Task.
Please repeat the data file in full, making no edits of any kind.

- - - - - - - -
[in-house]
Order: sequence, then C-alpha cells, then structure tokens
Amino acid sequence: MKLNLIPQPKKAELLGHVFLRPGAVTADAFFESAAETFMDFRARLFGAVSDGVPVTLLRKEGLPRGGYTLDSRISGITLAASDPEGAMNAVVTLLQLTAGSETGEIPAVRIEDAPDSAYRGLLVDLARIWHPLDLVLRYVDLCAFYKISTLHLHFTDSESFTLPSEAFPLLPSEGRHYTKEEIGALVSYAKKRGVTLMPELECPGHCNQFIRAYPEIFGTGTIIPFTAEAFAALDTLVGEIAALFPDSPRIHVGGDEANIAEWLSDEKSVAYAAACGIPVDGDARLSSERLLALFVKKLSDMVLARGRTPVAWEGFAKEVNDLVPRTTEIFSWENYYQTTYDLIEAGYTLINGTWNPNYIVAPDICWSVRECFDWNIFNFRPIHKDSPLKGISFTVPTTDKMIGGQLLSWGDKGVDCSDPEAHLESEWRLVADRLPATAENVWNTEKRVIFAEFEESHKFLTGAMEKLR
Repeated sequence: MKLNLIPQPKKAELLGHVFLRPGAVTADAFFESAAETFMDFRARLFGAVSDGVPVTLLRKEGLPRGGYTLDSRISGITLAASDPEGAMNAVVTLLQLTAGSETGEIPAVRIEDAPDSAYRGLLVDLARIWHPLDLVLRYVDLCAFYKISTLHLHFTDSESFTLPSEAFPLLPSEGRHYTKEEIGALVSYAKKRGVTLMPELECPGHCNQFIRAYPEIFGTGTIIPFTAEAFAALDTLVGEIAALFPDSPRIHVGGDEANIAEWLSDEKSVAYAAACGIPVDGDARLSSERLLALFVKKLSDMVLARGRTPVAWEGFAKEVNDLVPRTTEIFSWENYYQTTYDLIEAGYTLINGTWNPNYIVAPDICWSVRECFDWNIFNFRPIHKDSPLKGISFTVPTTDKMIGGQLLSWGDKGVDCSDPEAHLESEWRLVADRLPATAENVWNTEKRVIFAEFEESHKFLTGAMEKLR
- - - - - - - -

[in-house]
Order: sequence, then C-alpha cells, then structure tokens
Amino acid sequence: MKLNLIPQPKKAELLGHVFLRPGAVTADAFFESAAETFMDFRARLFGAVSDGVPVTLLRKEGLPRGGYTLDSRISGITLAASDPEGAMNAVVTLLQLTAGSETGEIPAVRIEDAPDSAYRGLLVDLARIWHPLDLVLRYVDLCAFYKISTLHLHFTDSESFTLPSEAFPLLPSEGRHYTKEEIGALVSYAKKRGVTLMPELECPGHCNQFIRAYPEIFGTGTIIPFTAEAFAALDTLVGEIAALFPDSPRIHVGGDEANIAEWLSDEKSVAYAAACGIPVDGDARLSSERLLALFVKKLSDMVLARGRTPVAWEGFAKEVNDLVPRTTEIFSWENYYQTTYDLIEAGYTLINGTWNPNYIVAPDICWSVRECFDWNIFNFRPIHKDSPLKGISFTVPTTDKMIGGQLLSWGDKGVDCSDPEAHLESEWRLVADRLPATAENVWNTEKRVIFAEFEESHKFLTGAMEKLR
Repeated sequence: MKLNLIPQPKKAELLGHVFLRPGAVTADAFFESAAETFMDFRARLFGAVSDGVPVTLLRKEGLPRGGYTLDSRISGITLAASDPEGAMNAVVTLLQLTAGSETGEIPAVRIEDAPDSAYRGLLVDLARIWHPLDLVLRYVDLCAFYKISTLHLHFTDSESFTLPSEAFPLLPSEGRHYTKEEIGALVSYAKKRGVTLMPELECPGHCNQFIRAYPEIFGTGTIIPFTAEAFAALDTLVGEIAALFPDSPRIHVGGDEANIAEWLSDEKSVAYAAACGIPVDGDARLSSERLLALFVKKLSDMVLARGRTPVAWEGFAKEVNDLVPRTTEIFSWENYYQTTYDLIEAGYTLINGTWNPNYIVAPDICWSVRECFDWNIFNFRPIHKDSPLKGISFTVPTTDKMIGGQLLSWGDKGVDCSDPEAHLESEWRLVADRLPATAENVWNTEKRVIFAEFEESHKFLTGAMEKLR